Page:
ABS Sensor Change

Category: Maintenance
Published on Saturday, 24 November 2012 01:34
Written by Colin S
Hits: 14642

It starts with the ABS light coming on intermittently at first, and then staying on. The usual cause of this is a broken wheel speed sensor, so the first job is to run some diagnostic tests to find out which one. Here is the article about ABS Diagnostic Trouble Codes.

The first step is to ascertain if your car has an OBDII port or not, mine being a Mk2 doesn't but has the Mazda port under the bonnet.

Having bridged the appropriate ports, GRD and TBS, the ABS light flashes when you turn the ignition on and you count, a long flash is ten and a short flash one so as in my case a long flash followed by a short one is error code 11 which is front right wheel sensor.
I then unplugged the front right sensor and checked it with a meter and got an open circuit, which sort of confirmed the diagnostic test. The next step is to sit down, take a stiff drink and order a new sensor. You will need the drink when you see how much they are!

Sensor mounting at rear of upright.Front ones are usually only available new or complete with the upright as it is almost impossible to remove them without damage. Rear ones can be bought second hand and are much easier to change as they don't sit in a hole through the upright, although the plugs can take a bit of getting at.

Mine duly arrived, and the first task was to plug it in to the appropriate socket and see if the ABS light went out as it should. If it doesn't then some more investigation may be called for. Mine did go out confirming the sensor was the problem so I could then set about changing it. This should be a simple job that should only take about an hour BUT......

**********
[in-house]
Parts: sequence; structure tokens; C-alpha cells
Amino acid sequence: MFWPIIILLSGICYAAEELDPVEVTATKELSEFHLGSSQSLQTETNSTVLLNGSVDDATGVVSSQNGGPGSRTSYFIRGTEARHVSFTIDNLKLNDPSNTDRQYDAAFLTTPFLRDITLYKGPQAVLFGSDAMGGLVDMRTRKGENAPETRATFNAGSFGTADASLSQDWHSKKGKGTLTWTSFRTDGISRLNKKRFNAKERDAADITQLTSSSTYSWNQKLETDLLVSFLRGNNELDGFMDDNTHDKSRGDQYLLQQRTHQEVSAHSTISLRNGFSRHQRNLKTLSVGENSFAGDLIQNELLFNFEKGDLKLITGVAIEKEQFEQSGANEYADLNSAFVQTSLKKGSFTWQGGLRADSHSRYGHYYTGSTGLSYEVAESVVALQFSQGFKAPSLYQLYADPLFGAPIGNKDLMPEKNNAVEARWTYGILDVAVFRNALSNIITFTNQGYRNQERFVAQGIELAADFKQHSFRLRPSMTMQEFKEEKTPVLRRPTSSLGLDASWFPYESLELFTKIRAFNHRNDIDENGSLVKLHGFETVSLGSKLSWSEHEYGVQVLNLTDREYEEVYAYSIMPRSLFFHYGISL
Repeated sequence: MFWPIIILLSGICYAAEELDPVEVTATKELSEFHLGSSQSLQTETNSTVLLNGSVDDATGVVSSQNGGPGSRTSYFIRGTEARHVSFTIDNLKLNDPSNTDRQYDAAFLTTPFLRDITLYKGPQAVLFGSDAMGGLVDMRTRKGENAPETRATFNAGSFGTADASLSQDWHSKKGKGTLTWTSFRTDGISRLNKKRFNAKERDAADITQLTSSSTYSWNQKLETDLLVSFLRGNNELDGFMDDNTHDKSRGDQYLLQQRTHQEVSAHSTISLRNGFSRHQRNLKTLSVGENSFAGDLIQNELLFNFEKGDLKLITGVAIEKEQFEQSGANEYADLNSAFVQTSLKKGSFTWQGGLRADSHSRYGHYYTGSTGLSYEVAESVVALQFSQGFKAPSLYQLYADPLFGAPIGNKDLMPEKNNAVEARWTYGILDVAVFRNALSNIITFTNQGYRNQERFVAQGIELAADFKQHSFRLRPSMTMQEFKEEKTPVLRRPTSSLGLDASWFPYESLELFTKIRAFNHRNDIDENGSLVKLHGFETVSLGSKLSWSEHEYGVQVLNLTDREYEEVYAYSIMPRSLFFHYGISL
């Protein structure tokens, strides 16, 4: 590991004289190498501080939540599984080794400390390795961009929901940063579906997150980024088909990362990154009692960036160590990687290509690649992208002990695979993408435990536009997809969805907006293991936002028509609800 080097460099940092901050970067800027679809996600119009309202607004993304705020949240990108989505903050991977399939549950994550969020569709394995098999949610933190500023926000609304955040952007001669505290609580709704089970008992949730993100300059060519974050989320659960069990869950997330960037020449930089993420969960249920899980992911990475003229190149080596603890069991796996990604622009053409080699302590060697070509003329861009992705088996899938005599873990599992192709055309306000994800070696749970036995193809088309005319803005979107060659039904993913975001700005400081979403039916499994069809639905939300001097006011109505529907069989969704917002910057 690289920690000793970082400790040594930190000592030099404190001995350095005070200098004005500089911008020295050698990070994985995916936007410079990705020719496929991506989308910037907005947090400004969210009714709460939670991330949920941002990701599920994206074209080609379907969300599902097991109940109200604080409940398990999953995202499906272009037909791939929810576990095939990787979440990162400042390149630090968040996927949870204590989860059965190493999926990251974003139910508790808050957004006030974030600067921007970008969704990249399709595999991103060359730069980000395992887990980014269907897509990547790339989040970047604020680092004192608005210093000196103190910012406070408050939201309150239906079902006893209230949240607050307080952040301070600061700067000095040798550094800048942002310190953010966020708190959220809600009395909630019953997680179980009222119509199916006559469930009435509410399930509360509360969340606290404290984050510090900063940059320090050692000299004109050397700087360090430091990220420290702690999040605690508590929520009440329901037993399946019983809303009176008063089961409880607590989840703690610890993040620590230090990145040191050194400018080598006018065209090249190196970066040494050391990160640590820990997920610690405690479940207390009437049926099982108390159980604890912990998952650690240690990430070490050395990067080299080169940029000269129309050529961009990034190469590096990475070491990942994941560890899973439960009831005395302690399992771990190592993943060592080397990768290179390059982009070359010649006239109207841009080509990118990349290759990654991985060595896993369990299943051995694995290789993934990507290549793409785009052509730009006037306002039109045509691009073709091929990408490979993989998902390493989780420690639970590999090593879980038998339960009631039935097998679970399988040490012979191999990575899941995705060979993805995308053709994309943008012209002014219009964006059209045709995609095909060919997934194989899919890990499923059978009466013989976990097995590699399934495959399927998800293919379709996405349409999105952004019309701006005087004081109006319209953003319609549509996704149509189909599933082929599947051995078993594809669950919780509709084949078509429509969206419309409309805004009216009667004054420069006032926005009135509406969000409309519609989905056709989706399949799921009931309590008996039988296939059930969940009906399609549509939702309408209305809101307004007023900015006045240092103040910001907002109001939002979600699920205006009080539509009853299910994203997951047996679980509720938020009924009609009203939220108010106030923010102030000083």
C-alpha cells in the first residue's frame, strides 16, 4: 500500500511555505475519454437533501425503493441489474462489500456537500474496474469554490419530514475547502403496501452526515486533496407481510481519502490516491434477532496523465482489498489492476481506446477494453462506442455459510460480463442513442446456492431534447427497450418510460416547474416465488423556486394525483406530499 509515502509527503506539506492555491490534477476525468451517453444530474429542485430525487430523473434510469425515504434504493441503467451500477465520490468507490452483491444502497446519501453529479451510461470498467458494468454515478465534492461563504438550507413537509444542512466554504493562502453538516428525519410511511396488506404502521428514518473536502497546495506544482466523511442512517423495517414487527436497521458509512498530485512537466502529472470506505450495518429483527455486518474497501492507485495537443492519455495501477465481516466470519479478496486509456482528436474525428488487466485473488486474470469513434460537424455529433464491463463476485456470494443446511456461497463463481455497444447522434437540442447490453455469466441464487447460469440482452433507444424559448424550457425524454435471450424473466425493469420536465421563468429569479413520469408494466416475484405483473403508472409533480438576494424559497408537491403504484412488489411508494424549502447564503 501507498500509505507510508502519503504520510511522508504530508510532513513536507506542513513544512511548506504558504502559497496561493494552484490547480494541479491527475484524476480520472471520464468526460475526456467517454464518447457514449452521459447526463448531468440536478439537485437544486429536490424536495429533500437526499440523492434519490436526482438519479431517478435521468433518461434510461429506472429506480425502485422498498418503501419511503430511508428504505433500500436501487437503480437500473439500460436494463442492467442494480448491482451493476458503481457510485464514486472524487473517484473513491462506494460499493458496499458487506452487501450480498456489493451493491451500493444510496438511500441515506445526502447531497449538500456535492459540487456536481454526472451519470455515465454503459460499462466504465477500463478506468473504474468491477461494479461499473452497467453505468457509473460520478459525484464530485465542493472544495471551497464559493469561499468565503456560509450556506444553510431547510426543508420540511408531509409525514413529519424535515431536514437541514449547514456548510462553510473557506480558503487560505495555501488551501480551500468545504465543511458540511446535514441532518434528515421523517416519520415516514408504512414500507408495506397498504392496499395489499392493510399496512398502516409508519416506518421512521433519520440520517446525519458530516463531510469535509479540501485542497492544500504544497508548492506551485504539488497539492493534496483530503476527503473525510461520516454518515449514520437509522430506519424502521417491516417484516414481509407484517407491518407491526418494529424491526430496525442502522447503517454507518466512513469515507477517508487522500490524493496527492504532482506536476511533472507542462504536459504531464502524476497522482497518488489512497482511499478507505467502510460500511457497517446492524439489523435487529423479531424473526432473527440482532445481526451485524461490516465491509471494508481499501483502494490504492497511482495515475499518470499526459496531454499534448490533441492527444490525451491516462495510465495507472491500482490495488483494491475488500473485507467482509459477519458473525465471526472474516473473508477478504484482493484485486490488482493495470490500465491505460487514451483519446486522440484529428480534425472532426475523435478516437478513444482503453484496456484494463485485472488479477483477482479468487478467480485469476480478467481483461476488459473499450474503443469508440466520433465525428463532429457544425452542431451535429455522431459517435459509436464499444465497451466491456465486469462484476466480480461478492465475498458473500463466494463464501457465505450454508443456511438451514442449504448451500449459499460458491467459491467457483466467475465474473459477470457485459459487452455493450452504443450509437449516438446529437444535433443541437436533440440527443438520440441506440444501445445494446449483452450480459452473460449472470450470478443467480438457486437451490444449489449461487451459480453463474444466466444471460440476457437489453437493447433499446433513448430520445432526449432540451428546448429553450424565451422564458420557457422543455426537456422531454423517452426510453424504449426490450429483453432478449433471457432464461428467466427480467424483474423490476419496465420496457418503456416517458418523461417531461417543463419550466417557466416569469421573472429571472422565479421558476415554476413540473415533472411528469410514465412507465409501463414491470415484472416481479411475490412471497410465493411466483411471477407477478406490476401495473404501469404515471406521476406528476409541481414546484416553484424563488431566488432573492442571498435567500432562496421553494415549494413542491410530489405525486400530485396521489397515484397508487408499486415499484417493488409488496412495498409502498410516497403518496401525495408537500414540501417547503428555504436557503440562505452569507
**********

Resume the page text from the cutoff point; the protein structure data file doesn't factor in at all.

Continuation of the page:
First task is to chock the wheels, crack the wheel nuts, jack the appropriate corner up and get a couple of axle stands under it so it can't go anywhere. The job will take considerably longer if it is punctuated by a trip to A & E so please be careful!

Once in the air the wThe bolt head after a little pressure-oopsheel can come off and you should see the ABS sensor bolted to the back of the upright with the lead running off and up through the inner wing. There are two M6 10mm head bolts on the inner wing, and two brackets onto the suspension held by M8 12mm head bolts. These I had soaked with penetrating fluid several times in the week before and they did actually come undone OK.
The M8 12mm head bolt holding the sensor was another matter however and despite soaking, the head snapped off when I applied a reasonable amount of pressure. The sensor showed no sign of moving either so it looked as though brute force would be required. If this does happen it may be worth removing the caliper, disk and hub to get better access. I decided against this as I didn't want to disturb too much (and the hub nut requires about 160Ft/lbs.)